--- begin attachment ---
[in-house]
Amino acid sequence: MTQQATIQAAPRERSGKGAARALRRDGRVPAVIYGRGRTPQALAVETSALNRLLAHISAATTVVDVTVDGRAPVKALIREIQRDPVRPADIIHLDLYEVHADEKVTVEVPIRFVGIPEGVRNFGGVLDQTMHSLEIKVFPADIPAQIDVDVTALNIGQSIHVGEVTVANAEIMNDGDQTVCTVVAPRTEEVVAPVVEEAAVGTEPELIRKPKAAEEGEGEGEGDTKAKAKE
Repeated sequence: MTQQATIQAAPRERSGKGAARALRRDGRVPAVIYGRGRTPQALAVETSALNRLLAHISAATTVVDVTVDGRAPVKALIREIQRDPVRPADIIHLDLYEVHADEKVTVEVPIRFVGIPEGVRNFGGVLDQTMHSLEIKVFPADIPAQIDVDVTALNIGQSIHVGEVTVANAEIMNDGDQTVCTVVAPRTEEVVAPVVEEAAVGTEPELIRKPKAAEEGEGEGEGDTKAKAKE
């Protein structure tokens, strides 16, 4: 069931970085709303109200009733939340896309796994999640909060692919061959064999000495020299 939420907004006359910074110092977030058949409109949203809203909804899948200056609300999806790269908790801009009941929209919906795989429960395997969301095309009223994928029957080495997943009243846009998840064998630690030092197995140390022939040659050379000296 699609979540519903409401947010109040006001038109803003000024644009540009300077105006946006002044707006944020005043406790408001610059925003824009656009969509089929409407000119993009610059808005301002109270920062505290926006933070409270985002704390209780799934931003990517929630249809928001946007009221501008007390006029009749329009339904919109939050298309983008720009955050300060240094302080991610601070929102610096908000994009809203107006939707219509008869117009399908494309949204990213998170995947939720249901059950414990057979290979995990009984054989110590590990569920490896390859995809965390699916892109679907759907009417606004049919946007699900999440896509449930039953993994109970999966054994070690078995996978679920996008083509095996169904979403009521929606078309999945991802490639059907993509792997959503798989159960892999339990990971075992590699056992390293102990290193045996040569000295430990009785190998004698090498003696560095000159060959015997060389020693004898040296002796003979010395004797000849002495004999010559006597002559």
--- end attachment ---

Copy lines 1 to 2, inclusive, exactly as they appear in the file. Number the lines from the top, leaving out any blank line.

[in-house]
Amino acid sequence: MTQQATIQAAPRERSGKGAARALRRDGRVPAVIYGRGRTPQALAVETSALNRLLAHISAATTVVDVTVDGRAPVKALIREIQRDPVRPADIIHLDLYEVHADEKVTVEVPIRFVGIPEGVRNFGGVLDQTMHSLEIKVFPADIPAQIDVDVTALNIGQSIHVGEVTVANAEIMNDGDQTVCTVVAPRTEEVVAPVVEEAAVGTEPELIRKPKAAEEGEGEGEGDTKAKAKE